2 RCMP officers and 4 firefighters received lifesaver pins Monday

Fire Chief Steve McGean, left, presents firefighter Emily Galipo, Cst. Eric Noel, Capt. Solomon Tagak, Cst. Greg Beauchamp, and firefighters Lucas Manders and Eegeesiak Aniqmiuq with lifesaver pins on Monday at the Iqaluit fire hall. The emergency responders were awarded for applying cardiopulmonary resuscitation (CPR) and saving a resident’s life, said city spokesperson Aleksey Cameron. (Photo by Aleksey Cameron)

Free vet services on Baffin Island

Veterinarians Without Borders tended to 89 animals in Kimmirut

Queen, a Kimmirut dog, gets an intravenous catheter prior to being spayed by vet technologist Wendy Kane (left) and Dr. Michelle Tuma (right) in Qaqqalik School’s shop on March 15. Tuma and Kane are part of Veterinarians Without Borders, an organization that partnered with the hamlet to offer free services in Kimmirut from March 14 to 17. Overall, the team saw 89 animals during its time in Kimmirut, and now, Kane and Tuma are in Qikiqtarjuaq until Tuesday to do the same thing. (Photo courtesy of Marieke Van Der Velden)


Baker Lake housing authority employee retires after 4 decades

Nick Kingunkotok began as an apprentice oil burner mechanic in 1978

Nick Kingunkotok cuts a cake on March 11 at the Baker Lake Housing shop. Surrounded by family and colleagues, Kingunkotok celebrated his retirement after 44 years with the Bake Lake Housing Authority. He began in 1978 as an oil apprentice oil burner mechanic before moving to journeyman, and retiring this month as the housing authority’s maintenance manager. (Photo courtesy of Charles Eva)

Winter sports on Iqaluit’s Frobisher Bay

Mika Simic, 11, kick-sleds on a sunny Sunday at the end of February when temperatures rose to about -25 C in Iqaluit — balmy, compared to weeks prior when temperatures fell to -40 C. (Photo by Jovan Simic)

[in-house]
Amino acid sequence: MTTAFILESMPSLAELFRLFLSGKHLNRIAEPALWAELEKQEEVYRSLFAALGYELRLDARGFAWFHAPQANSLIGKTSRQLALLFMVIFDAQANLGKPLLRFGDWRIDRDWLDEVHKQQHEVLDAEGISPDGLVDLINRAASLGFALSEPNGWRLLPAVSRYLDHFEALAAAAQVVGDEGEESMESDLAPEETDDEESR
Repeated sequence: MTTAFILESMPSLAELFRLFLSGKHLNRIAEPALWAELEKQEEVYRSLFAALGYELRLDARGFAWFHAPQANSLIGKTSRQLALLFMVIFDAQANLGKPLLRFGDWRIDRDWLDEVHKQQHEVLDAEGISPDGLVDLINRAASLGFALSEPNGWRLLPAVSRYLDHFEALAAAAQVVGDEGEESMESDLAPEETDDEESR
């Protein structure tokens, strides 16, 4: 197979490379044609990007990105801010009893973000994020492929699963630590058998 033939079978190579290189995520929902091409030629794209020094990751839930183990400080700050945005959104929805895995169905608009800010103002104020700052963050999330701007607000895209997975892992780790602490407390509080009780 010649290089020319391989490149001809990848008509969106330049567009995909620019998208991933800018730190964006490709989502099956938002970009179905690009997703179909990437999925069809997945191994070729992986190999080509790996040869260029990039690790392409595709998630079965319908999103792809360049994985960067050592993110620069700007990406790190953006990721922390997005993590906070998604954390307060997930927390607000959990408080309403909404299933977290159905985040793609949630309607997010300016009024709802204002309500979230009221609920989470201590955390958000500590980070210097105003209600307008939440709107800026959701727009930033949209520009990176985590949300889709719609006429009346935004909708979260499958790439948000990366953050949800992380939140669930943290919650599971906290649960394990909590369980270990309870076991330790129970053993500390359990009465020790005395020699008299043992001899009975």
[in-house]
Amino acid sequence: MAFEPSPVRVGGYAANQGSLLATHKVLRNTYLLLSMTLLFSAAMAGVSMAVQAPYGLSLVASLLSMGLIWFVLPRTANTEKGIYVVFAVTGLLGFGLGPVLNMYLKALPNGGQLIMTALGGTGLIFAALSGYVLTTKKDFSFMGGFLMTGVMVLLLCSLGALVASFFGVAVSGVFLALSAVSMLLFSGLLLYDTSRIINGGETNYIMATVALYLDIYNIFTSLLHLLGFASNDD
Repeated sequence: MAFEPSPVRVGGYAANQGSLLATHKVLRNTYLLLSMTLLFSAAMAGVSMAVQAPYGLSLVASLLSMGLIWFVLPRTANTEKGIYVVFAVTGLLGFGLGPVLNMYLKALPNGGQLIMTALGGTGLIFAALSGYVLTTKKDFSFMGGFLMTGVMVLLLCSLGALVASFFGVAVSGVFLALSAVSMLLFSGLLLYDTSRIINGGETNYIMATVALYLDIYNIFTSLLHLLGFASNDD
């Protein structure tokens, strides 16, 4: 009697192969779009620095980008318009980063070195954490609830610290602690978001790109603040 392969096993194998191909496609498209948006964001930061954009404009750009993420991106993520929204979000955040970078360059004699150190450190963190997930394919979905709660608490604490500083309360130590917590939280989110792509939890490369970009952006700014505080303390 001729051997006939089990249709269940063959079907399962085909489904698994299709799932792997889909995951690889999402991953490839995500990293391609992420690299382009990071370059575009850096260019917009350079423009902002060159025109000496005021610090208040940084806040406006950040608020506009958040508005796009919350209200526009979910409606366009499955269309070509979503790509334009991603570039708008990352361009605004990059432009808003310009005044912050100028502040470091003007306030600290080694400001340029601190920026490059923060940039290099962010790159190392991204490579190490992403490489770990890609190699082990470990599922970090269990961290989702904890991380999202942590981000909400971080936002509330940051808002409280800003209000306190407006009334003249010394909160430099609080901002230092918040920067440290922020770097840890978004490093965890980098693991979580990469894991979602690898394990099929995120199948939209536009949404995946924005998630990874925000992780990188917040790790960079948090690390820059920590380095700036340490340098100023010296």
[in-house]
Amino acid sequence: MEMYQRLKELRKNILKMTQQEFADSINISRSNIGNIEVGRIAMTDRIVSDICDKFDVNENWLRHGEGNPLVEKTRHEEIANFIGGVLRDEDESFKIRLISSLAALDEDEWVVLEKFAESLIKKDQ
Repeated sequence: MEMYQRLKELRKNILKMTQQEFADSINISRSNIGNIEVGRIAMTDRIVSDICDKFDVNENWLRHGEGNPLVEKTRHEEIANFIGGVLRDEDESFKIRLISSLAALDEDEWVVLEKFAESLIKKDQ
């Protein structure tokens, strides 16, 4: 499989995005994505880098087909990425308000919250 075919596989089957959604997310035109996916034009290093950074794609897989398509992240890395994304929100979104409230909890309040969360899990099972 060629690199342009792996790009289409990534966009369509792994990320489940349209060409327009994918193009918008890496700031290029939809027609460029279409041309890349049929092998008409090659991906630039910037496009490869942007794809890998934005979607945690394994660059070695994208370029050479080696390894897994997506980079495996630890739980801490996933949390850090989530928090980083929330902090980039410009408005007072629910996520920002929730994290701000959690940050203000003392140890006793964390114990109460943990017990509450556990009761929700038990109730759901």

A ‘good afternoon’ in Igloolik

Michael Irngaut and his nephew, Calvin Irngaut, caught 2 qamutiks full of Arctic char in 6 days

Igloolik residents had the chance to take home some Arctic char caught by Michael Irngaut Monday afternoon. The result of Irngaut’s six-day fishing trip with his nephew, Calvin Irngaut, was two qamutiks filled with more fish than Michael could count. He said he normally tries to do this trip once a year, sometimes twice if he doesn’t catch enough the first time. “I try to catch bigger so I won’t have to go back up,” he said, adding the distance to his fishing spot is more than 100 kilometres from town. “A lot of people came to pick up some fish. It was a good afternoon.” (Photo by Michael Irngaut)

Sports are back in Iqaluit

Teams from the Koojesse Hockey League returned to play for the first time in more than 2 months

Qikiqtaaluk Properties Inc. forward Matt Norman (77) bears down on Northern Guardian goaltender Paul Dainton, right, while he plays the puck away from his net. Northern Guardian ended up beating QPI 10-2 in Iqaluit’s Arnaitok Arena Thursday evening. This was the Koojesse Hockey League’s first week back to gameplay since Dec. 22, when chief public health officer Dr. Michael Patterson implemented health restrictions due to a COVID-19 outbreak. (Photo by David Venn)